The rain pelted Danbr and seeped into his suitcase as he walked home from work, but he didn’t want to open his umbrella. The rain had been erratic all day, and Danbr knew that as soon as he opened his umbrella it would stop. So he didn’t. And it didn’t. He silently berated the rain for being so difficult to read. He then caught himself berating the weather, froze in place and started evaluating his life.
I’m not happy, he realized for the first time. I have a job, friends, family... I could be forgiven for assuming I was happy.
He pondered this without moving. And he dripped. I go to work every day, I come home, then I don’t know what I do to fill the time, and then I go to bed. And the whole thing starts over the next day. I’m not adventurous, I never planned on travelling the world or becoming famous, but I think something is missing from my life. I want to be more than what I am now.
He stood sopping with his umbrella folded, staring up at the rain. The street was deserted. The sun tried its best to lighten up the city, but only managed to cover everything in the clouds’ dull grey. Danbr resumed walking, but not at a speed that suggested he was worried about the papers in his briefcase. He had completely forgotten about his umbrella.
He took in a deep breath. Is it the rain making me think like this? Is this what people mean when they say the rain makes them depressed? They’re right, it’s awful.
He looked at the house he’d stopped in front of. It looked like an old couple’s home. The lawn was immaculate. ‘The Hennesseys’ was painted on their mailbox. Gnomes, flowers and flamingoes spotted the muddy garden. Danbr knelt down to get a closer look at one of the gnomes.
He’d never noticed them before. They were hand-painted; he could tell because of the small imperfections. There were impressive paint skills on display, such as the texture of the hair and the soft, rosy cheeks. The person who worked on them spent a lot of time on them. They worked on something and had something to show for it at the end. Danbr wouldn’t know where to start. He stood up.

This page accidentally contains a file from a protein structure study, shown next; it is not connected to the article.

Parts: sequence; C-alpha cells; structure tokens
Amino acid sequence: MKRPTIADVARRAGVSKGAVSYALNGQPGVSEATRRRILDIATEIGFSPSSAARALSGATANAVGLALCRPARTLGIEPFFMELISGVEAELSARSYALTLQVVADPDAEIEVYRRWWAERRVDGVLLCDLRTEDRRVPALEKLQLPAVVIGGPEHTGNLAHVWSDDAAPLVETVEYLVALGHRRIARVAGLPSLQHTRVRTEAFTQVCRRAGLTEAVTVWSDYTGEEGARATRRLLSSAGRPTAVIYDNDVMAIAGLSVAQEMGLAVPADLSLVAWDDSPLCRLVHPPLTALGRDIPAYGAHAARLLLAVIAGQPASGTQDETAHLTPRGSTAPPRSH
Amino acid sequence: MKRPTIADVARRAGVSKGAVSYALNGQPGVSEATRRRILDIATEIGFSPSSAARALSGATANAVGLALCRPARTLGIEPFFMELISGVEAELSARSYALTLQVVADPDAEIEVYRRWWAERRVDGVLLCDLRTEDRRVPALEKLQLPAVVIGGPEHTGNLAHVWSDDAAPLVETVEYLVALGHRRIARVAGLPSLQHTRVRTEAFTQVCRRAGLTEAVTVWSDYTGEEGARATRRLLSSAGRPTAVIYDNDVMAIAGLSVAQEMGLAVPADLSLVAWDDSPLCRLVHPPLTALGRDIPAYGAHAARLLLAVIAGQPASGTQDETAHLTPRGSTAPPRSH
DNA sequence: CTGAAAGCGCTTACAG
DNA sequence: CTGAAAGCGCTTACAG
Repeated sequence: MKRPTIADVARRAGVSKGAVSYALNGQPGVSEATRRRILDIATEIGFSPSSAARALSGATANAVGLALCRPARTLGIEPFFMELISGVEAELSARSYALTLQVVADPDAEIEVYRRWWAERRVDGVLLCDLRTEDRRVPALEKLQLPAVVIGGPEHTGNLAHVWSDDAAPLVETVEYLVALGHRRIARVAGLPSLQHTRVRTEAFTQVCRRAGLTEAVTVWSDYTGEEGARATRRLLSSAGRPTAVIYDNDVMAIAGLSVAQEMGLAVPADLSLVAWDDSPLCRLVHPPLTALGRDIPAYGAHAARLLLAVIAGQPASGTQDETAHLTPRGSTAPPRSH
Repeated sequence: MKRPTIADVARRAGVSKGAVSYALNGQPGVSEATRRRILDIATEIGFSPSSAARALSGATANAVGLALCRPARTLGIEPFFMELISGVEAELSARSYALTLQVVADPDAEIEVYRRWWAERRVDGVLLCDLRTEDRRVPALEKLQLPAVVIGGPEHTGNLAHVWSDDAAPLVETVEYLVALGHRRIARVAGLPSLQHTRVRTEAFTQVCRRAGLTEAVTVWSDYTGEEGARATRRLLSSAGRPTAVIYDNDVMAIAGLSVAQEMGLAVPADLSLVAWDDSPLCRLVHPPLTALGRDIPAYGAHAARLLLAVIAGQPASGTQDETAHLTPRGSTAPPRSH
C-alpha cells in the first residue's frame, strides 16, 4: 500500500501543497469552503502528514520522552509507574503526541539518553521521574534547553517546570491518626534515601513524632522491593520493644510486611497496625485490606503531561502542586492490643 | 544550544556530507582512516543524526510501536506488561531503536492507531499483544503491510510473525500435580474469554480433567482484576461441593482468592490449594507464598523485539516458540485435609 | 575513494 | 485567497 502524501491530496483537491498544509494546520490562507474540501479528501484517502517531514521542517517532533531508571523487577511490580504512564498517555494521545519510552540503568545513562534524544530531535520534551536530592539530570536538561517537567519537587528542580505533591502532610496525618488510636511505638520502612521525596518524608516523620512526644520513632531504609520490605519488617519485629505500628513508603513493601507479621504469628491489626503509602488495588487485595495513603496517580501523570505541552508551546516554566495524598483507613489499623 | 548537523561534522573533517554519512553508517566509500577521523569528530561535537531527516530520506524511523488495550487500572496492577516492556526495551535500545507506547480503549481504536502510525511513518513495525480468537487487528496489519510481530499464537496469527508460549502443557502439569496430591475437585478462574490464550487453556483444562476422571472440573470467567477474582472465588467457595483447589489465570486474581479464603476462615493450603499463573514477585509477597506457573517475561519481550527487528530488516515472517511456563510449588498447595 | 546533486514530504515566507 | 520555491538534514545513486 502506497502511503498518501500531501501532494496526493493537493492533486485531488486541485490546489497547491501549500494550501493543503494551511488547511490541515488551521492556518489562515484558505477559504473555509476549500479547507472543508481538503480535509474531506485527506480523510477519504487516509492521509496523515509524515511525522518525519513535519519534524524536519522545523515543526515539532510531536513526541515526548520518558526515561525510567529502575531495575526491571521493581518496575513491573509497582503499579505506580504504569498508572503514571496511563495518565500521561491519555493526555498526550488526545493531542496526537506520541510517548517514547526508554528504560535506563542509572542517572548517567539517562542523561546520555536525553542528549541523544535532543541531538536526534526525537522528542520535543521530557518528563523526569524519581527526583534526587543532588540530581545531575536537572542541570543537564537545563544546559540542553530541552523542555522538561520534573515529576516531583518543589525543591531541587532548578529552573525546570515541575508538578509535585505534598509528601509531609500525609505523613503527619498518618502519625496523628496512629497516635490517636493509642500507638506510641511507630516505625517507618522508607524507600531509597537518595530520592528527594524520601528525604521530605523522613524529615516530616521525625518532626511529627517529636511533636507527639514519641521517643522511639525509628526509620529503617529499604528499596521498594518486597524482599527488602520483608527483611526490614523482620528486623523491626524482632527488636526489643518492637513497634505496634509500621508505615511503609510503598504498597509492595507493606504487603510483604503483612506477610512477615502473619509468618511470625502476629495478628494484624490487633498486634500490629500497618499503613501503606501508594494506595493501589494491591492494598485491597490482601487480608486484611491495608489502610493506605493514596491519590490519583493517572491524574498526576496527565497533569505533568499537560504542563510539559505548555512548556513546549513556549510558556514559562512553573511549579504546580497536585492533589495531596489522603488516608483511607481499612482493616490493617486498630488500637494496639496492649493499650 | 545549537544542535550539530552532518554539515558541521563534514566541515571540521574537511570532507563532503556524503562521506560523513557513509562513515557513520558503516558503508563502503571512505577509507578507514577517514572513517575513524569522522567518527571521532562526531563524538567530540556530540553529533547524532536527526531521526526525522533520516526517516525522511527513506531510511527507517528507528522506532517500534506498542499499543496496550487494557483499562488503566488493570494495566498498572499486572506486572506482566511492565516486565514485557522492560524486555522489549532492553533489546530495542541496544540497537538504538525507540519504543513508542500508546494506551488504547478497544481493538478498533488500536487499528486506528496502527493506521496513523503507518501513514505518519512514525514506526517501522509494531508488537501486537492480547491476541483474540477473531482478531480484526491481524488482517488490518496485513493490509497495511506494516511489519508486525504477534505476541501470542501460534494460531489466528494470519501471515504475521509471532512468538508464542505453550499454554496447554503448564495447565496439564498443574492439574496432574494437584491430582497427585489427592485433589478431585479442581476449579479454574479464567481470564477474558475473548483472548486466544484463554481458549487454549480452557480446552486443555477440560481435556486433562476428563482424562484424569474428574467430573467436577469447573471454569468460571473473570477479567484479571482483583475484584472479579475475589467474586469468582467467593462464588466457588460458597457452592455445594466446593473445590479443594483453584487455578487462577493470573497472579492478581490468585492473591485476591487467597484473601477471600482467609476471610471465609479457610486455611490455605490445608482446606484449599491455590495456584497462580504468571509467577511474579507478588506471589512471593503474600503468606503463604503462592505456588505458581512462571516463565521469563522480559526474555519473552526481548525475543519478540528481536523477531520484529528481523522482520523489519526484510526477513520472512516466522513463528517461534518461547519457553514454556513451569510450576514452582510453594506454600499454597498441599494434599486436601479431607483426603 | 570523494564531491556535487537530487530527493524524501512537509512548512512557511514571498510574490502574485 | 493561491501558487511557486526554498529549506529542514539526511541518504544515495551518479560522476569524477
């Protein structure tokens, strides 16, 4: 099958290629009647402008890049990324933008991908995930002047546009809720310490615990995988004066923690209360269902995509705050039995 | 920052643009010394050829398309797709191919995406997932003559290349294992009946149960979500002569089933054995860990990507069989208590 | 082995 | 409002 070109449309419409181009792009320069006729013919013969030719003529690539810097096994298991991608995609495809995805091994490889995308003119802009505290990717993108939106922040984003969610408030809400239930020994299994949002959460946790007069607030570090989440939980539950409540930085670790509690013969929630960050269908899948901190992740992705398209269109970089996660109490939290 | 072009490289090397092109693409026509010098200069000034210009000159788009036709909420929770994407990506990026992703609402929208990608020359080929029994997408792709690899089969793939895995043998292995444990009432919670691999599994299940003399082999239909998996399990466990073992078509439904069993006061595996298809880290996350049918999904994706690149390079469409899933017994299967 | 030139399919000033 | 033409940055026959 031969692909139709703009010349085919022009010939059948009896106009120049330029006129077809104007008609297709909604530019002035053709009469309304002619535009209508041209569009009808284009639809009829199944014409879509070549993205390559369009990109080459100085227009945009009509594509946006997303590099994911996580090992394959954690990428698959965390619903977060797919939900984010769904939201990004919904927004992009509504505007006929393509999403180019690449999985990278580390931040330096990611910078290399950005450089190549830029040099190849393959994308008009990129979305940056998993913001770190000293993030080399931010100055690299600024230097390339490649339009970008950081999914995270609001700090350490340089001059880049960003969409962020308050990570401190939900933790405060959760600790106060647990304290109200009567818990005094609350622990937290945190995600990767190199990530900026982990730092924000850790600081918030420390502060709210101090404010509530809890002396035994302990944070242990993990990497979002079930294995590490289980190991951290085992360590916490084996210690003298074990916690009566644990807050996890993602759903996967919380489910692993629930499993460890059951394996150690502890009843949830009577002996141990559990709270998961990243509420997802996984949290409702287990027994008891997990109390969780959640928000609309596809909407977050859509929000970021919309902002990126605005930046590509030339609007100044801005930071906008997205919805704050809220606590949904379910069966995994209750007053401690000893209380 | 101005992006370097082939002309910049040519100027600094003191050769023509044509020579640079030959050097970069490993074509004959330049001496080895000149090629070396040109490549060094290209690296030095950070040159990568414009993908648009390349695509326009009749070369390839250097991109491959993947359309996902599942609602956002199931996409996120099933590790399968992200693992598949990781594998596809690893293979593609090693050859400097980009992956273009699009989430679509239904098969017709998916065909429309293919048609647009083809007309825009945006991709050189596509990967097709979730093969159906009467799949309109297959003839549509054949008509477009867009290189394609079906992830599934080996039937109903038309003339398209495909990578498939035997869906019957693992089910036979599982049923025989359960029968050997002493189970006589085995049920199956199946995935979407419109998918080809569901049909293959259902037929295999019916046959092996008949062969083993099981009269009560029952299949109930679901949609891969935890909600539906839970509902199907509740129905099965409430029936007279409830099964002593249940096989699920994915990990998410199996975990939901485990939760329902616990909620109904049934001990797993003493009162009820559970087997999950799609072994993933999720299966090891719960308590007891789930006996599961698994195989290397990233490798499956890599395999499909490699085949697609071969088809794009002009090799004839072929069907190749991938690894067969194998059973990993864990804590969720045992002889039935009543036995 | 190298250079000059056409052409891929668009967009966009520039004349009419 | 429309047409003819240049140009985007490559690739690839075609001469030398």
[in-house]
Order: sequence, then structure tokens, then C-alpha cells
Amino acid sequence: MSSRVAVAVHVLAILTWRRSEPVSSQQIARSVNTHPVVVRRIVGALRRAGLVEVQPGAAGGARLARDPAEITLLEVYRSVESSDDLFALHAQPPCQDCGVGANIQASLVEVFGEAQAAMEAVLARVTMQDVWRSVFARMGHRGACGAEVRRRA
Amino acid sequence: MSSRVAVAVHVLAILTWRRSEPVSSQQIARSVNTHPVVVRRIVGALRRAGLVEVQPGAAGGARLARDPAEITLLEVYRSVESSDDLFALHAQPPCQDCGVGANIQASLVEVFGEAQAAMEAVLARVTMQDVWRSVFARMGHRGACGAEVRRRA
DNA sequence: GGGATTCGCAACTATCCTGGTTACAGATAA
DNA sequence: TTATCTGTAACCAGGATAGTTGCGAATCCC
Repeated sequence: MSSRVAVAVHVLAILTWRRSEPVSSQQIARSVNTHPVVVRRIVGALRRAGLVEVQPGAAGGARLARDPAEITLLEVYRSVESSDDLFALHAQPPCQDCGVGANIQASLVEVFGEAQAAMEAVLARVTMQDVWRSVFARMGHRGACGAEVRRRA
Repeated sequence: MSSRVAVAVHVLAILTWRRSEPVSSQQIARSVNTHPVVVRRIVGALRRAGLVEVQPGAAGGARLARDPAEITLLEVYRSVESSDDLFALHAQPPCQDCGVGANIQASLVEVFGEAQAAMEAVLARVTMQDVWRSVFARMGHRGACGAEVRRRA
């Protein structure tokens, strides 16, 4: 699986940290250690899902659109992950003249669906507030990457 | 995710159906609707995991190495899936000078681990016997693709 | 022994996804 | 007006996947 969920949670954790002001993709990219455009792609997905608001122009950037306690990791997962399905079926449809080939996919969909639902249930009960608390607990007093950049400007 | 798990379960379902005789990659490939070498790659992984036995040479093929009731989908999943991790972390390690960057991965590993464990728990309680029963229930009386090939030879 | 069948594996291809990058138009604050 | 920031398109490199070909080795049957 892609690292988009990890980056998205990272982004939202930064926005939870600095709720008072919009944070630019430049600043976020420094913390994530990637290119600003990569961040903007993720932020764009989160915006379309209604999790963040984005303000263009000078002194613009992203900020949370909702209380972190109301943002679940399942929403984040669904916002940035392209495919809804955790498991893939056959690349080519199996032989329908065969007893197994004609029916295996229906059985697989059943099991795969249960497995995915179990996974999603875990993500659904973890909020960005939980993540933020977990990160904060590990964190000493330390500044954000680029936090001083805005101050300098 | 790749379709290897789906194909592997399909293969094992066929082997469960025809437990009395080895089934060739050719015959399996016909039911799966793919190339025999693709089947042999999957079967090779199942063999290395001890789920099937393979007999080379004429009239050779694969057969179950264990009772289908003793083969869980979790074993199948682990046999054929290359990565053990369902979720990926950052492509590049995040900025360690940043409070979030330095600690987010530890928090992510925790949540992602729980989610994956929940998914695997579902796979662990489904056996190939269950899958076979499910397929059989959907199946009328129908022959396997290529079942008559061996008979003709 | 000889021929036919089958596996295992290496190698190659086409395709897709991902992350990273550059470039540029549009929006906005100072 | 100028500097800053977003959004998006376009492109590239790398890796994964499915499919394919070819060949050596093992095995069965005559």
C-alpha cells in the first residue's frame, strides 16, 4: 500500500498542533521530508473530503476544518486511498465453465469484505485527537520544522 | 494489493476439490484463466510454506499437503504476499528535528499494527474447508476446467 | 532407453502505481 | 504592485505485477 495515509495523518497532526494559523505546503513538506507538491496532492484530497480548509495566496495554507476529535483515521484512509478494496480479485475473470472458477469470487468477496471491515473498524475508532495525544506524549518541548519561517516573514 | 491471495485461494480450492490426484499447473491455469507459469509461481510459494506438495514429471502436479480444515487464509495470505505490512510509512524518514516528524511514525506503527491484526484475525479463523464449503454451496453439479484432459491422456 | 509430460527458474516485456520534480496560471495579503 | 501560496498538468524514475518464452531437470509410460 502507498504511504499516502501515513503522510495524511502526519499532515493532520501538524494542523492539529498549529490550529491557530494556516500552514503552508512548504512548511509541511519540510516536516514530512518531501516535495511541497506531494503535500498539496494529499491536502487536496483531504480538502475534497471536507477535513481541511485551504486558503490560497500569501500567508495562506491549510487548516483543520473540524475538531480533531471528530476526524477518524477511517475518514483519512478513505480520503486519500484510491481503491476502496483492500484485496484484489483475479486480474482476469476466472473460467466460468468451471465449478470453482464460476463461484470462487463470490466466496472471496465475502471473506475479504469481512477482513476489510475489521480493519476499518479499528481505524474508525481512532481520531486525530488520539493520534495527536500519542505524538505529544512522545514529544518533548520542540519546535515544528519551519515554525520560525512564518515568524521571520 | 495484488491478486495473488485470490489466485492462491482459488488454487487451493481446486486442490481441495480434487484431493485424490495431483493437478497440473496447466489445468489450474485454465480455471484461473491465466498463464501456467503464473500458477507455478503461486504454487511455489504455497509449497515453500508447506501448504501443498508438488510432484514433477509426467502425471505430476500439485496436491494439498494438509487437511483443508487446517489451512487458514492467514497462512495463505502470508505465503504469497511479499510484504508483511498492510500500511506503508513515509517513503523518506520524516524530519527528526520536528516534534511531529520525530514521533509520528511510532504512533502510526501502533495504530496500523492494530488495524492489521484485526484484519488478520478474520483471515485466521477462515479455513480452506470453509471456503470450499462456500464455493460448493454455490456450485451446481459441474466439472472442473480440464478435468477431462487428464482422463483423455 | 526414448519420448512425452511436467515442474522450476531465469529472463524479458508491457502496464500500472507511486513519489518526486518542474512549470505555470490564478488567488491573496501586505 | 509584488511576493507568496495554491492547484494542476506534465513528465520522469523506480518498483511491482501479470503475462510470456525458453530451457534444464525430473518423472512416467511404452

He was suddenly convinced that all he needed to guarantee a happy life free of any more sudden rainy epiphanies was a hobby. And he decided to start with painting lawn ornaments. He let himself enjoy his newfound contentedness.
He passed by the messy yard.
Unlike the Hennessey’s, Danbr had no trouble missing this yard on his daily walk. There lived either two or three high-spirited kids or fifty regular ones. There were broken, sun bleached toys spotting the grass. The lawn was yellow and crunchy even in the rain. Amongst the wreckage was a bent bicycle, a flattened football, a number of plastic guns in states of disrepair ranging from chipped to demolished, and an overturned orange wading pool which made a strange whimpering noise in the wind. A very strange noise, in fact.
It was sort of a hiss, peppered with long whiney whistles. It doesn’t sound like a pool, Danbr decided. He turned around and tried to hear it again. It was definitely coming from the pool. Odd, he thought.
He approached it, nervously stepping into the yard, half-expecting the residing family to burst through the front door with shotguns. He lifted the pool and peered underneath. He wasn’t sure what he had expected to find. A dog? A raccoon? One of the smaller kids in the pack?
He found a small cloth bundle, green and yellow striped, tightly wrapped and shivering vigorously. The bundle was shaped like an upside-down pear, about the size of a watermelon. It was somehow balanced on top of a small rock, water trickling around it. Danbr didn’t know what to make of it. It seemed to be steaming. It didn’t seem too hot or cold from where Danbr was kneeling, but it did seem frightened.
He gathered up the bravery to touch it, and brushed it with his finger. It shook like there was nothing but jelly underneath the cloth, which was dirty, ragged, and thin.
It was also very, very cold. Much colder than Danbr had anticipated. Was it a creature? Was it a toy?